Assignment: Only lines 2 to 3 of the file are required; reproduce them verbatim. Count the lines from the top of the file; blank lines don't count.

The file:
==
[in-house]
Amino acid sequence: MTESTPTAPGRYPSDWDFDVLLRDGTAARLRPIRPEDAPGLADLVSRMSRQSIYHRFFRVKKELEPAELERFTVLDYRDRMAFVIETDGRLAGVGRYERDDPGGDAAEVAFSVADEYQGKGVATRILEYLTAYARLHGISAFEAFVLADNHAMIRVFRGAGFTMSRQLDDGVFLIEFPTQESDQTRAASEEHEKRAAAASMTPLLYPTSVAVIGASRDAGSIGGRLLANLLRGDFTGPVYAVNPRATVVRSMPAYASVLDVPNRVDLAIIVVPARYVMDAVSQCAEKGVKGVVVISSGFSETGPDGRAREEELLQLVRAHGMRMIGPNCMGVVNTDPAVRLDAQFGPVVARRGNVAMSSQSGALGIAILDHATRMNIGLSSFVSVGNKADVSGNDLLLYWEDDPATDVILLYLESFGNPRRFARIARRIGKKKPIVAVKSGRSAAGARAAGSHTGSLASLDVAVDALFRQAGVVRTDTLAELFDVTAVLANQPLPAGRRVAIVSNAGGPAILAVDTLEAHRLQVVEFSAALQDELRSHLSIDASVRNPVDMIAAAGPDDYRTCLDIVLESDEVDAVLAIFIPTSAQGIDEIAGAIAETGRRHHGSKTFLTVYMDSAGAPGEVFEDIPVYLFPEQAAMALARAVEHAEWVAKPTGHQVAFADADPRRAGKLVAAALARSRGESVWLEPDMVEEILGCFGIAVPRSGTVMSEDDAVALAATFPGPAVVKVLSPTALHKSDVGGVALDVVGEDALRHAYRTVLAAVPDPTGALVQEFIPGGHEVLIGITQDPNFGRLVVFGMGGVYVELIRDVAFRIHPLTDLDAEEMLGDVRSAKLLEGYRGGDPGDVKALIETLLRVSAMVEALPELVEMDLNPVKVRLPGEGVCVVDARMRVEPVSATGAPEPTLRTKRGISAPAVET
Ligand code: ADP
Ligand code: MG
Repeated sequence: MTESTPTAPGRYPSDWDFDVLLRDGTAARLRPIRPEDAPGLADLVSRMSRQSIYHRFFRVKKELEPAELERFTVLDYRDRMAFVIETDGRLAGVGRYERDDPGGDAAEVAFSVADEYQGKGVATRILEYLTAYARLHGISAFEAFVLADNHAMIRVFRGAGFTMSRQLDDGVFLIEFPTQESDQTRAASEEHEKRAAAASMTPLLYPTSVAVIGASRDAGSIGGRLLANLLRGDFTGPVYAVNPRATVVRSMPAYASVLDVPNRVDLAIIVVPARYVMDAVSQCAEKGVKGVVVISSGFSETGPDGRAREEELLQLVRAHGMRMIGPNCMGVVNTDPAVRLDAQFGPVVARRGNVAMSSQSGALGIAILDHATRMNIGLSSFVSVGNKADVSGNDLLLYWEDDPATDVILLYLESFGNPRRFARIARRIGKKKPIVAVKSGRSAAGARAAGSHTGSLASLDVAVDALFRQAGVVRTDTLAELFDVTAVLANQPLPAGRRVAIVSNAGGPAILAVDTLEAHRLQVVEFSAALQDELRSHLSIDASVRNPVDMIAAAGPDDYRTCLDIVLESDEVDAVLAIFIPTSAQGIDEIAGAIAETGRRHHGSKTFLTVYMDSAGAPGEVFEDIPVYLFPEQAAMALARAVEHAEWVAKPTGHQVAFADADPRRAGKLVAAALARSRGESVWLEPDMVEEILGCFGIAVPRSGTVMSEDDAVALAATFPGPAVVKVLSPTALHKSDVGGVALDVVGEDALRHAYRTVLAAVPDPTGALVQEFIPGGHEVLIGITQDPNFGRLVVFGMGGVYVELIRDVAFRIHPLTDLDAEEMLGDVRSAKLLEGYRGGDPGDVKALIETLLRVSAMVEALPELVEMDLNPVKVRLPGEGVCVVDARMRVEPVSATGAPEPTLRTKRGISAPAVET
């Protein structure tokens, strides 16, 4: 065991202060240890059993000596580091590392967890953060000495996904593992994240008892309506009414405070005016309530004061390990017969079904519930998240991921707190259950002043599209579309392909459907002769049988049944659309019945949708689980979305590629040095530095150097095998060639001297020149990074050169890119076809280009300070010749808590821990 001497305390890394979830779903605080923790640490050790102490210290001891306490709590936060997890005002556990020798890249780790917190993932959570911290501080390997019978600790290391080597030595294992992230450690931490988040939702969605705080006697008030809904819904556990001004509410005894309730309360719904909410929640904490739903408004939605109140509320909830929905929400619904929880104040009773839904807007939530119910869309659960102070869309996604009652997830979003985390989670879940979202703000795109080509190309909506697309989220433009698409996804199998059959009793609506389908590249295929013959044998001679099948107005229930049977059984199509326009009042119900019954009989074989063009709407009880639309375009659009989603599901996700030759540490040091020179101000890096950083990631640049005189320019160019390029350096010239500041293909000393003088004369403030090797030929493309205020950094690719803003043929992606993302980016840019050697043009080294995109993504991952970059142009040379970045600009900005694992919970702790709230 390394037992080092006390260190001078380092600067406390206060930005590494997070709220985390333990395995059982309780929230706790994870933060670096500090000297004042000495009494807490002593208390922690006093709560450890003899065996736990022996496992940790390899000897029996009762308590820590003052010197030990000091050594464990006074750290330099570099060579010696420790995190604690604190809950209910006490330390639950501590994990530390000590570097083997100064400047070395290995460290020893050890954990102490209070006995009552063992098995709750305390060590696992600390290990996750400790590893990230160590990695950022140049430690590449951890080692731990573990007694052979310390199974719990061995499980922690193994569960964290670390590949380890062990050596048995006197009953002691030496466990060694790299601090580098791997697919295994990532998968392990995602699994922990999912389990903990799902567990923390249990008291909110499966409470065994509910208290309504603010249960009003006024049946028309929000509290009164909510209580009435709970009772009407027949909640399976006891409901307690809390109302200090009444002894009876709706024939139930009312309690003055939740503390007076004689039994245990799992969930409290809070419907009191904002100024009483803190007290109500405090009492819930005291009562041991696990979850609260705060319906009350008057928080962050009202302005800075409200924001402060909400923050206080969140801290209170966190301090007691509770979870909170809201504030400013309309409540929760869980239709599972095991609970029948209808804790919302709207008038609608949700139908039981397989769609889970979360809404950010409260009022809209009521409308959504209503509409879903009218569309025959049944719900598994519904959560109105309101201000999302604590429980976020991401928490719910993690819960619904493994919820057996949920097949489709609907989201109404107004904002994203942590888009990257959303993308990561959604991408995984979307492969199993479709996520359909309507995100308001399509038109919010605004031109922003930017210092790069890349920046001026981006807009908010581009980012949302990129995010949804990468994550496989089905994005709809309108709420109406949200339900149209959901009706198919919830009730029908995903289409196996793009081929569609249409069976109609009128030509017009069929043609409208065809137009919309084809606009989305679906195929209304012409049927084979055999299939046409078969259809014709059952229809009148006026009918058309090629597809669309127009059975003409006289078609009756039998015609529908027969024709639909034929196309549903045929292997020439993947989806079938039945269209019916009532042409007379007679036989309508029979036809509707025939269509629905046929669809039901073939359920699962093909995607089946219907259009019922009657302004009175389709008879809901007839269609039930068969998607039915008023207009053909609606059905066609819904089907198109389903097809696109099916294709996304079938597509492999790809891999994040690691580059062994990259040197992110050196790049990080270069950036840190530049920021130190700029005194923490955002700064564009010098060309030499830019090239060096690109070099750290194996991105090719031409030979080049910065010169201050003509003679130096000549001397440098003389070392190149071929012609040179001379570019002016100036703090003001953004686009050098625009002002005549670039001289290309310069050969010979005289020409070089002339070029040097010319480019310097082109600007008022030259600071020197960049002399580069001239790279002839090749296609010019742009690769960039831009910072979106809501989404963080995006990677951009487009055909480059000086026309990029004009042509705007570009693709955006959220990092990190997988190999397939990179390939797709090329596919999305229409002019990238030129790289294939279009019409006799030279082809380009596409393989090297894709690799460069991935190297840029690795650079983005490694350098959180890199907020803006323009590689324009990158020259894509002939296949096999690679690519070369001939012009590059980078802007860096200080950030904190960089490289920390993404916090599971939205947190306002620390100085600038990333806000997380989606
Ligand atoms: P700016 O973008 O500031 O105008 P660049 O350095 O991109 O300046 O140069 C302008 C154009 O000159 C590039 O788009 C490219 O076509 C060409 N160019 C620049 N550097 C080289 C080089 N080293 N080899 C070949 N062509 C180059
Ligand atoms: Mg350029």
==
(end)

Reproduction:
Amino acid sequence: MTESTPTAPGRYPSDWDFDVLLRDGTAARLRPIRPEDAPGLADLVSRMSRQSIYHRFFRVKKELEPAELERFTVLDYRDRMAFVIETDGRLAGVGRYERDDPGGDAAEVAFSVADEYQGKGVATRILEYLTAYARLHGISAFEAFVLADNHAMIRVFRGAGFTMSRQLDDGVFLIEFPTQESDQTRAASEEHEKRAAAASMTPLLYPTSVAVIGASRDAGSIGGRLLANLLRGDFTGPVYAVNPRATVVRSMPAYASVLDVPNRVDLAIIVVPARYVMDAVSQCAEKGVKGVVVISSGFSETGPDGRAREEELLQLVRAHGMRMIGPNCMGVVNTDPAVRLDAQFGPVVARRGNVAMSSQSGALGIAILDHATRMNIGLSSFVSVGNKADVSGNDLLLYWEDDPATDVILLYLESFGNPRRFARIARRIGKKKPIVAVKSGRSAAGARAAGSHTGSLASLDVAVDALFRQAGVVRTDTLAELFDVTAVLANQPLPAGRRVAIVSNAGGPAILAVDTLEAHRLQVVEFSAALQDELRSHLSIDASVRNPVDMIAAAGPDDYRTCLDIVLESDEVDAVLAIFIPTSAQGIDEIAGAIAETGRRHHGSKTFLTVYMDSAGAPGEVFEDIPVYLFPEQAAMALARAVEHAEWVAKPTGHQVAFADADPRRAGKLVAAALARSRGESVWLEPDMVEEILGCFGIAVPRSGTVMSEDDAVALAATFPGPAVVKVLSPTALHKSDVGGVALDVVGEDALRHAYRTVLAAVPDPTGALVQEFIPGGHEVLIGITQDPNFGRLVVFGMGGVYVELIRDVAFRIHPLTDLDAEEMLGDVRSAKLLEGYRGGDPGDVKALIETLLRVSAMVEALPELVEMDLNPVKVRLPGEGVCVVDARMRVEPVSATGAPEPTLRTKRGISAPAVET
Ligand code: ADP